Podcast Episode 67: Composing Beyond the Grave

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In 1933, violinist Jelly d’Aranyi declared that the spirit of Robert Schumann was urging her to find a concerto that he’d written shortly before his death in 1856. In this episode of the Futility Closet podcast we’ll describe the discovery of Schumann’s lost violin concerto, as well as a similar case in which a London widow claimed to receive new compositions from 12 dead composers.

We’ll also puzzle over how a man earns $250,000 for going on two cruises.

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Podcast Episode 66: Eighteen Holes in Vietnam

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In 1972, Air Force navigator Gene Hambleton was shot down over enemy territory in Vietnam, and a ferocious offensive beat back every attempt to rescue him. In today’s show we’ll learn how his lifelong passion for golf became the key to his escape.

We’ll also learn about a videogame based on the Dyatlov Pass incident and puzzle over why a military force drops bombs on its friends.

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Podcast Episode 65: The Merchant Prince of Cornville

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Edmond Rostand’s hit play Cyrano de Bergerac met an unexpected obstacle in 1898 — a Chicago real estate developer who claimed that it plagiarized his own play. In this week’s podcast we’ll review the strange controversy and the surprising outcome of the lawsuit that followed.

We’ll also hear an update on the German author who popularized an American West that he had never seen and puzzle over a Civil War private who refuses to fight.

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Podcast Episode 64: Murder at the Priory

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In 1876 London was riveted by the dramatic poisoning of a young barrister and the sordid revelations that emerged about his household. In today’s show we’ll review the baffling case of Charles Bravo’s murder, which Agatha Christie called “one of the most mysterious poisoning cases ever recorded.”

We’ll also get an update on career possibilities for garden hermits and puzzle over how the police know that a shooting death is not a homicide.

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Podcast Episode 63: The Rainmaker

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In 1915 San Diego hired “rainmaker” Charles Hatfield to relieve a four-year drought. After he set to work with his 23 secret chemicals, the skies opened and torrential rains caused some of the most extreme flooding in the city’s history. In this week’s podcast we’ll discuss the effects of “Hatfield’s flood” and ponder how to assign the credit or blame.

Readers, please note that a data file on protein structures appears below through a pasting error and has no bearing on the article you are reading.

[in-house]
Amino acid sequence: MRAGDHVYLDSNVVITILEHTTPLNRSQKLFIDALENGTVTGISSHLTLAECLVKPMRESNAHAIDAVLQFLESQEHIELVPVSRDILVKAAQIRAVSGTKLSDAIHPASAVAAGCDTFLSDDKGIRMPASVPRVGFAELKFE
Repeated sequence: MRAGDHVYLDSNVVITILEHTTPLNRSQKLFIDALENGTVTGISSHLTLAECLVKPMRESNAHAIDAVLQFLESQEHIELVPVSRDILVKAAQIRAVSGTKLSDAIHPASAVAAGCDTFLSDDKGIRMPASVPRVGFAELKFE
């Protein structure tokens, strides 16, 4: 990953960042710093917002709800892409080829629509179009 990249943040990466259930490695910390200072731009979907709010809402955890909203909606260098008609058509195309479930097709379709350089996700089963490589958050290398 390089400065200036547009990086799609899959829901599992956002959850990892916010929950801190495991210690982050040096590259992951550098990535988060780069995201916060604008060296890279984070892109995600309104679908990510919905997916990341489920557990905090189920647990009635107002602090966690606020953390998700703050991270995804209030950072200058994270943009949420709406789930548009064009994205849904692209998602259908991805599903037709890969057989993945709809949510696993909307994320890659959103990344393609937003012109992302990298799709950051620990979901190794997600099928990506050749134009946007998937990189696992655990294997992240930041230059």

We’ll also puzzle over why a flagrant housebreaker doesn’t get prosecuted.

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Podcast Episode 62: Marconi Catches a Murderer

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The discovery of the gruesome remains of a human body buried in a doctor’s cellar shocked London in 1910. In this week’s podcast we’ll recount the dramatic use of the recently invented wireless telegraph in capturing the main suspect in the crime.

We’ll also hear a letter that Winston Churchill wrote to Winston Churchill and puzzle over why a sober man is denied a second beer.

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Podcast Episode 61: The Strange Custom of Garden Hermits

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In 18th-century England, wealthy landowners would sometimes hire people to live as hermits in secluded corners of their estates. In today’s show we’ll explore this odd custom and review the job requirements for life as a poetic recluse.

We’ll also meet a German novelist who popularized an American West he had never seen and puzzle over some very generous bank robbers.

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Podcast Episode 58: English as She Is Spoke

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In 1855 Pedro Carolino decided to write a Portuguese-English phrasebook despite the fact that he didn’t actually speak English. The result is one of the all-time masterpieces of unintentional comedy, a language guide full of phrases like “The ears are too length” and “He has spit in my coat.” In this episode of the Futility Closet podcast we’ll sample Carolino’s phrasebook, which Mark Twain called “supreme and unapproachable.”

We’ll also hear Hamlet’s “to be or not to be” rendered in jargon and puzzle over why a man places an ad before robbing a bank.

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